Speaking of which, if it were not for Batman Returns, there would not have been a Harley Quinn at all; the overwhelming box office success of the film launched the start of Batman: The Animated Series, which introduced the clown princess of crime. Now, Harley Quinn is one of the most beloved (and profitable) DC women of all-time.
However, not all hail this stark blockbuster as a cinematic gem – fans and film critics alike are still immensely divided on the success – or failure – the movie brought. After all, while the original Batman brought in an astonishing $411 million at the box office in 1989, Batman Returns only totaled $267 million by comparison. Perhaps it was the timing, seeing Batman came during the end of the ’80s and fans were quite hungry for the feature film. Three years later, the dawn of a new decade, the commercial of Batman Returns appeal seemed to be weaker as well as merchandise sales seemed to come to a halt, and even fan excitement seemed to hinder.
Financial disappointment is not all that Batman Returns had going against itself – parents of young moviegoers famously complained of the sexual implications and blatant violence that the caped crusader ensued personally (see: when Batman burns one man alive, the other being blown up). That is not even mentioning the highly anti-semitic caricatures that the depiction of the Penguin took inspiration from. To make matters worse, the very depictions of Batman and the Penguin were put into question, a debate that has not ceased since.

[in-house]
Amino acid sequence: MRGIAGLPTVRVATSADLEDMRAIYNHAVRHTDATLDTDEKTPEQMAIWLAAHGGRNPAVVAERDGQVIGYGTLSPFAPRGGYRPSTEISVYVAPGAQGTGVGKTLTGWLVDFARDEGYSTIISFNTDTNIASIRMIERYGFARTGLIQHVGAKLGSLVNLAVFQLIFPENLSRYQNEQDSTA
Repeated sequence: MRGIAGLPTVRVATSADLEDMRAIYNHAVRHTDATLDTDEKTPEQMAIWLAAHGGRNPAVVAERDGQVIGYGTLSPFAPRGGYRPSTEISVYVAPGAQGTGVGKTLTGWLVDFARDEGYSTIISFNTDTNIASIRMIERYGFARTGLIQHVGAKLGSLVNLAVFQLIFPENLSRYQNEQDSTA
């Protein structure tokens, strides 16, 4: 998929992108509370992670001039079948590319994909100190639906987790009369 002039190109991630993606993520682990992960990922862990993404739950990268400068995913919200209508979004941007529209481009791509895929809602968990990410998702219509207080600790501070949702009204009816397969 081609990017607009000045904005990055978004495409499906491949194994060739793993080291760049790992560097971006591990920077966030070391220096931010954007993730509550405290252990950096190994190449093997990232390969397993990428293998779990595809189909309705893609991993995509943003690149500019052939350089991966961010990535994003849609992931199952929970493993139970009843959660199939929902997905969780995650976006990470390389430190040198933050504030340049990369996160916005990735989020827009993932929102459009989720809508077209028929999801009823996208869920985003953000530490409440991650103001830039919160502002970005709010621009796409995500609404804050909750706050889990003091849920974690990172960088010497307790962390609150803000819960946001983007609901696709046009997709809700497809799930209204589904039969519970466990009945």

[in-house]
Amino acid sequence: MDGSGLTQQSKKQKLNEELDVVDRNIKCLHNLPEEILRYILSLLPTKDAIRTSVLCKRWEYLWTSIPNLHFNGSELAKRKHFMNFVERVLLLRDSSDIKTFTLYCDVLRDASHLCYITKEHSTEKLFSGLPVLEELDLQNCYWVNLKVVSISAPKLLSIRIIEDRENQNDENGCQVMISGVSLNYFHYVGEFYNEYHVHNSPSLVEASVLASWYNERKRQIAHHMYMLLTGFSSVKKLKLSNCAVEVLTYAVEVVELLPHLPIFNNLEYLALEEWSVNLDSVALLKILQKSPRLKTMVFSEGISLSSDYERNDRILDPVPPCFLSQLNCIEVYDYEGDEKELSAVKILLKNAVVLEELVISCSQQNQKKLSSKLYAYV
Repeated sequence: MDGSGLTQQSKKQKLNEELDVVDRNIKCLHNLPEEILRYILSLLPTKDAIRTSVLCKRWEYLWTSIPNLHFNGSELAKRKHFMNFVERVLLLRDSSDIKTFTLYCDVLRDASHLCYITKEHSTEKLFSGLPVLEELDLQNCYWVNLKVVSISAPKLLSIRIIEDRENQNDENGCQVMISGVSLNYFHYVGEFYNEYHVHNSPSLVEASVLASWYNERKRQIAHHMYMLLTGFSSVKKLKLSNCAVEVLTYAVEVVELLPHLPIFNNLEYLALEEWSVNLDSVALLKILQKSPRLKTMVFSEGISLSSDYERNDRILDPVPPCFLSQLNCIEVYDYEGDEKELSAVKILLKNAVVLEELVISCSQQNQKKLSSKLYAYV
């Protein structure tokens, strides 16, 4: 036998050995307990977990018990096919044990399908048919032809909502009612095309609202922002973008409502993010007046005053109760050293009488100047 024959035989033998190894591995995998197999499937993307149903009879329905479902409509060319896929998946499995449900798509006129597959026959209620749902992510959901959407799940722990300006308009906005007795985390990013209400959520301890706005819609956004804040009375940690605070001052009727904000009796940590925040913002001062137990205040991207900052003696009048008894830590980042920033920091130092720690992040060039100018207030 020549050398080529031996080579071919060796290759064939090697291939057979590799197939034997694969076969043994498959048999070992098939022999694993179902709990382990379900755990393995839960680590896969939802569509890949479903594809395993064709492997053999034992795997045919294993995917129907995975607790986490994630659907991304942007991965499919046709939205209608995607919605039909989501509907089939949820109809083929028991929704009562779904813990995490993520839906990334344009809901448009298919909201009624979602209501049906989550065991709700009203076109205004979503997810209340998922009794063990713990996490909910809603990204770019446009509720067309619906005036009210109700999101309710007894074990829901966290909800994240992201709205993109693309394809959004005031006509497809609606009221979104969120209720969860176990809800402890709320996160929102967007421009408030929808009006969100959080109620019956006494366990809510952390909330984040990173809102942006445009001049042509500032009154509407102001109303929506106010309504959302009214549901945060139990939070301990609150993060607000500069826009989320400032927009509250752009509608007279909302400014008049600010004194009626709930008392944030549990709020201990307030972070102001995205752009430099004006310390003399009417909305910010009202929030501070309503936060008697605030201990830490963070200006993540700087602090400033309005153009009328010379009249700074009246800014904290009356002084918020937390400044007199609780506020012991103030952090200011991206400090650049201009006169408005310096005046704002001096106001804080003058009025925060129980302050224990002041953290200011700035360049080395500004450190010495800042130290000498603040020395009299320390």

As for the actual story, it seems like a hurried mess of poorly strung-together ideas. Its few themes are done to death (you never want to hear the words “animal totems” again after viewing). The action scenes are poorly choreographed and even more poorly shot. The world, at points, teeter-totters from fantasy world to an angsty teen’s notebook drawing. However, the weakest point of the film is its portrayal of Batman, who seems unamused and willing to grin while slaughtering enemies – an act which is exactly what he condemns.
All these factors lead to Batman Returns being the last film in the Warner Bros. Batman film series that featured Burton as director and Michael Keaton as leading actor. Moving forward, Warner Bros. decided to go in a “lighter” direction to be more mainstream in the process of a family film in 1995’s Batman Forever. However, with the success of Batman Returns, a Catwoman spin-off was announced in June of 1993. Michelle Pfeiffer was to reprise her role, with the character not to appear in Batman Forever due to the production of the spin-off. The film labored in development for years, with Pfeiffer replaced by Ashley Judd. Sadly, the film ended up becoming the critically loathed 2004’s hot mess Catwoman starring Halle Berry.
Twenty-five years after its release, Batman Returns is still shown at cult screenings and revered as a perfectly imperfect cinematic diamond in the rough. It’s psychologically complex characters and looming atmosphere planted the seeds for Christopher Nolan and reached out to further territories later in the DCEU (see: the dark and light juxtaposition in Suicide Squad). The film launched the Batman universe into continued success – and allowed the caped crusader to truly return, again and again.